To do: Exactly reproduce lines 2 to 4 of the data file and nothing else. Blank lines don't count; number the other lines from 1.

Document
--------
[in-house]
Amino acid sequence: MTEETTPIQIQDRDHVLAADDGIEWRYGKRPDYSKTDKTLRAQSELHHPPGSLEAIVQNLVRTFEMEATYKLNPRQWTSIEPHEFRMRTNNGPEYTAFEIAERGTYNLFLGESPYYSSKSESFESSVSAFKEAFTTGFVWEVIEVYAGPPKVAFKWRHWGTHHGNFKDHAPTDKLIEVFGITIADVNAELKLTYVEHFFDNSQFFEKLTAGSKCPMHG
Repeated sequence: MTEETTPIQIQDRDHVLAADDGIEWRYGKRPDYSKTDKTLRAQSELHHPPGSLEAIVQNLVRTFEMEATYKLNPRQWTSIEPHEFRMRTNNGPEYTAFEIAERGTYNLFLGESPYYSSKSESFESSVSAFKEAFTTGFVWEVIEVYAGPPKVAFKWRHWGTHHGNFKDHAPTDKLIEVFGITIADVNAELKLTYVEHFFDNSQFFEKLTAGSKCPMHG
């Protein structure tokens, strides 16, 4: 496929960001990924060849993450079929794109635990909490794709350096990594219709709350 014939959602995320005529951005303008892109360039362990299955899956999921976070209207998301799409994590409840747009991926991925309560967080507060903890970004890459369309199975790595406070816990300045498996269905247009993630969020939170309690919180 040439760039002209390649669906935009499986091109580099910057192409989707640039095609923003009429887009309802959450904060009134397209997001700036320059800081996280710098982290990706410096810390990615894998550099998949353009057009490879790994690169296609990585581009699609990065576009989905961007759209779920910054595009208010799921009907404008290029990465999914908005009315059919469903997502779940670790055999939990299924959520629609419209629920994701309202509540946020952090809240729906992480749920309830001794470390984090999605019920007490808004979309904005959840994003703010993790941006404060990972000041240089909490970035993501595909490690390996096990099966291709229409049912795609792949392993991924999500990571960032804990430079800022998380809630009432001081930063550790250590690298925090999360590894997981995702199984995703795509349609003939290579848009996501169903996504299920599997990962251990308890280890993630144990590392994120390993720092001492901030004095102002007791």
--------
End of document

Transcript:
Amino acid sequence: MTEETTPIQIQDRDHVLAADDGIEWRYGKRPDYSKTDKTLRAQSELHHPPGSLEAIVQNLVRTFEMEATYKLNPRQWTSIEPHEFRMRTNNGPEYTAFEIAERGTYNLFLGESPYYSSKSESFESSVSAFKEAFTTGFVWEVIEVYAGPPKVAFKWRHWGTHHGNFKDHAPTDKLIEVFGITIADVNAELKLTYVEHFFDNSQFFEKLTAGSKCPMHG
Repeated sequence: MTEETTPIQIQDRDHVLAADDGIEWRYGKRPDYSKTDKTLRAQSELHHPPGSLEAIVQNLVRTFEMEATYKLNPRQWTSIEPHEFRMRTNNGPEYTAFEIAERGTYNLFLGESPYYSSKSESFESSVSAFKEAFTTGFVWEVIEVYAGPPKVAFKWRHWGTHHGNFKDHAPTDKLIEVFGITIADVNAELKLTYVEHFFDNSQFFEKLTAGSKCPMHG
């Protein structure tokens, strides 16, 4: 496929960001990924060849993450079929794109635990909490794709350096990594219709709350 014939959602995320005529951005303008892109360039362990299955899956999921976070209207998301799409994590409840747009991926991925309560967080507060903890970004890459369309199975790595406070816990300045498996269905247009993630969020939170309690919180 040439760039002209390649669906935009499986091109580099910057192409989707640039095609923003009429887009309802959450904060009134397209997001700036320059800081996280710098982290990706410096810390990615894998550099998949353009057009490879790994690169296609990585581009699609990065576009989905961007759209779920910054595009208010799921009907404008290029990465999914908005009315059919469903997502779940670790055999939990299924959520629609419209629920994701309202509540946020952090809240729906992480749920309830001794470390984090999605019920007490808004979309904005959840994003703010993790941006404060990972000041240089909490970035993501595909490690390996096990099966291709229409049912795609792949392993991924999500990571960032804990430079800022998380809630009432001081930063550790250590690298925090999360590894997981995702199984995703795509349609003939290579848009996501169903996504299920599997990962251990308890280890993630144990590392994120390993720092001492901030004095102002007791």